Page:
Medication Assisted Treatment (MAT)/Medication for Opioid Use Disorder (MOUD) Prescriber Pilot Program – Extended
During this time of COVID -19 crisis we need continued awareness that the other public health crisis, opioid use disorder, has not gone away and may potentially get worse. Because of this, the Federal Government has issued new guidelines allowing for the prescribing of opioid use disorder medication without a face-to face-patient visit.
Overdose Lifeline has been able to secure additional resources to provide reimbursement for physicians, nurse practitioners and physicians assistants willing to become eligible to prescribe medication assisted treatment (MAT) / medication for opioid use disorder (MOUD).
Tools are now available to provide an evidence-based, medication to treat opioid use disorder.
Become a MAT/MOUD Waiver Prescriber
MAT/MOUD is the use of medications in combination with counseling and behavioral therapies. Research has shown that removing an individual’s drug use through detoxification without the use of medications has a high failure rate of >90% within 3 months. A common misconception associated with MAT/MOUD is that it substitutes one drug for another.
Rather, these medications relieve the withdrawal symptoms and psychological cravings that cause chemical imbalances in the body. MAT/MOUD programs provide a safe and controlled level of medication to overcome the use of an abused opioid. Research has shown that when provided at the proper dose, medications used in MAT/MOUD have no adverse effects on a person’s intelligence, mental capability, physical functioning or employability.
About fifteen years ago I started having back problems. I kept hoping that it would go away but it just kept getting worse. Finally, after suffering sleepless nights and long days I went to the doctor. After trying several different treatments and nothing helping I resigned myself to the fact that prescription pain meds were going to be part of my life forever.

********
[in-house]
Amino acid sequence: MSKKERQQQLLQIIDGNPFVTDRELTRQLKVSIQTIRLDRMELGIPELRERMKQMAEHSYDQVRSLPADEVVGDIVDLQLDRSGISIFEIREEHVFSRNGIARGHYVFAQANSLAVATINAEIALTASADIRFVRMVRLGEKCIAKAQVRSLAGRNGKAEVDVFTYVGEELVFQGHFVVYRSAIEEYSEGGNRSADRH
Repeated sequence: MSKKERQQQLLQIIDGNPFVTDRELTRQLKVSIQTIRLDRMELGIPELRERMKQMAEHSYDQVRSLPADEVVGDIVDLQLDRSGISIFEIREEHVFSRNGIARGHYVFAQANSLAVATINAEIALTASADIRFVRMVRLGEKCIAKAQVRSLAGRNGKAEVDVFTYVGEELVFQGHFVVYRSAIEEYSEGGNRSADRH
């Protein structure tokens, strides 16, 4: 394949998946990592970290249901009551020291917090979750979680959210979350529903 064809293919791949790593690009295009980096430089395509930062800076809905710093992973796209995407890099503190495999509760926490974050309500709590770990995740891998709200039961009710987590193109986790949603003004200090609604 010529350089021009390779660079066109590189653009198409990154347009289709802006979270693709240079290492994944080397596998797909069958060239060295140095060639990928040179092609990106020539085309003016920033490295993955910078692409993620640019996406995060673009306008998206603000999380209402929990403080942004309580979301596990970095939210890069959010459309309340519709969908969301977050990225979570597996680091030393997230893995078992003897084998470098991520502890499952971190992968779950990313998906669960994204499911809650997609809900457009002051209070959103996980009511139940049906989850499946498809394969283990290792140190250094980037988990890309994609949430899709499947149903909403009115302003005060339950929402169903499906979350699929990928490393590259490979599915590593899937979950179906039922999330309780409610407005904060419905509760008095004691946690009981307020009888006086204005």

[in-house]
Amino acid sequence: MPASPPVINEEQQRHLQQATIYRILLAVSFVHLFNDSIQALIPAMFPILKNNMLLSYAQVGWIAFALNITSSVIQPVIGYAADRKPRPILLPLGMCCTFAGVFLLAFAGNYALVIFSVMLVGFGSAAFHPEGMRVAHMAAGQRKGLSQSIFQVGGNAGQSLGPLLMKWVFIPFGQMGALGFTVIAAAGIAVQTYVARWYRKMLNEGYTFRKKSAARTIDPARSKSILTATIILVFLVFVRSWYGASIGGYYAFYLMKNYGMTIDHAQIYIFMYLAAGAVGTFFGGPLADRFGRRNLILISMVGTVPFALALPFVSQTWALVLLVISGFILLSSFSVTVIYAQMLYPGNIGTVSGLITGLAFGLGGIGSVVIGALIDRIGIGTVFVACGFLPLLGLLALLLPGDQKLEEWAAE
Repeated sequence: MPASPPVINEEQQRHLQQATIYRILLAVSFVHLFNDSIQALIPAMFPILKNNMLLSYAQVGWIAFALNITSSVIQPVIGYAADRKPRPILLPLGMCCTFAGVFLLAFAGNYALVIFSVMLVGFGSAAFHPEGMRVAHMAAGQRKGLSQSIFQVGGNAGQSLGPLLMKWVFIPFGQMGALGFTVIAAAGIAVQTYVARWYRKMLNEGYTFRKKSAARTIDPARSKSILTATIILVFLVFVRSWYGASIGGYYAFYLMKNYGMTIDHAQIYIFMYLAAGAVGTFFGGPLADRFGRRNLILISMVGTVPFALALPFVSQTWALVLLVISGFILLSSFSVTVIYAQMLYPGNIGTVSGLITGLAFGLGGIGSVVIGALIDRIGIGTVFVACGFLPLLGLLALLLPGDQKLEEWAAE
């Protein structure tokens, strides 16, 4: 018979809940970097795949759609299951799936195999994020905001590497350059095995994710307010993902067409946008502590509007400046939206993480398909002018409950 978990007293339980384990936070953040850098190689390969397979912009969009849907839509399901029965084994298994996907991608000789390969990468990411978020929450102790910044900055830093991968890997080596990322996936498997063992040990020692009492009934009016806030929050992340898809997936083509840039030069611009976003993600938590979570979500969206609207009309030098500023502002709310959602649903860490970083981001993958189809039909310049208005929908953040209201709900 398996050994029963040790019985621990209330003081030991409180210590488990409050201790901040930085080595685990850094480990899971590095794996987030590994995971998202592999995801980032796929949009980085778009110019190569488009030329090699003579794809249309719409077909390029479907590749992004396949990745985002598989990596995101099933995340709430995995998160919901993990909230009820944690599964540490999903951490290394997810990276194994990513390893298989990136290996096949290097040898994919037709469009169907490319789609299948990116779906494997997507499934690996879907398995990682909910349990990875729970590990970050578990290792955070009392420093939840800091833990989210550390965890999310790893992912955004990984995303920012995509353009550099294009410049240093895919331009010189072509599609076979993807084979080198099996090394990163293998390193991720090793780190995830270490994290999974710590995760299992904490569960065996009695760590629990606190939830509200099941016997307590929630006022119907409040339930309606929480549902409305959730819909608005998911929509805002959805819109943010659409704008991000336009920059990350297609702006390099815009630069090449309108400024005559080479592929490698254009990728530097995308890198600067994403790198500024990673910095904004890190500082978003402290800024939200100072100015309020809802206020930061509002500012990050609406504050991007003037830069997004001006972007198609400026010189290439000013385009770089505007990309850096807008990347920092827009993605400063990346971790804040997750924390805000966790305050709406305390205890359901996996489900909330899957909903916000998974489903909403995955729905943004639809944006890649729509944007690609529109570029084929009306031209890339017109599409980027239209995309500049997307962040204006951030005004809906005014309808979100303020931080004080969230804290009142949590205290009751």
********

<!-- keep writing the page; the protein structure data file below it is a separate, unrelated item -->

The problem began, as it typically does, when I realized that when I took my meds my brain “shut off”. By that I mean that for the first time in my entire life I knew what it felt like when people said they were “relaxing”.
I spent the next 12 years taking the meds my doctor prescribed and buying more when I ran out. The problem is that the first time that you start taking your meds for any reason other than why they were prescribed you have a problem, you just don’t admit it. I started taking them when I was mad or sad or happy or celebrating. It seemed as if I could no longer do the activities that I once enjoyed without being high.
It also became impossible to work unless I had pills. So, if I didn’t have any I would call in sick to begin the often relentless task of looking for drugs. The inevitable would eventually occur, I’d get fired or I would quit. When I would finally realize that I needed to go back to work for whatever reason, often times after not working for a year or two, I wouldn’t be able to get a job making what I had made before or that there weren’t any places that would hire me in my degree field because of lack of experience. My husband and I started having trouble paying our bills, even though we were both working full-time. It’s hard to pay the house payment and utilities and buy copious amounts of drugs. We eventually lost our house.
Road to Recovery - August 2016
Preventing and Addressing Opioid Misuse and Abuse: Our Nation’s Challenge
Earlier this summer, Overdose Lifeline was invited to participate in the filming of an episode of The Road to Recovery television show from SAMHSA. This show highlights recent trends in prescription opioid misuse and heroin use; opioid use disorders; and emergency department visits, overdose, and treatment episodes related to prescription opioids and heroin.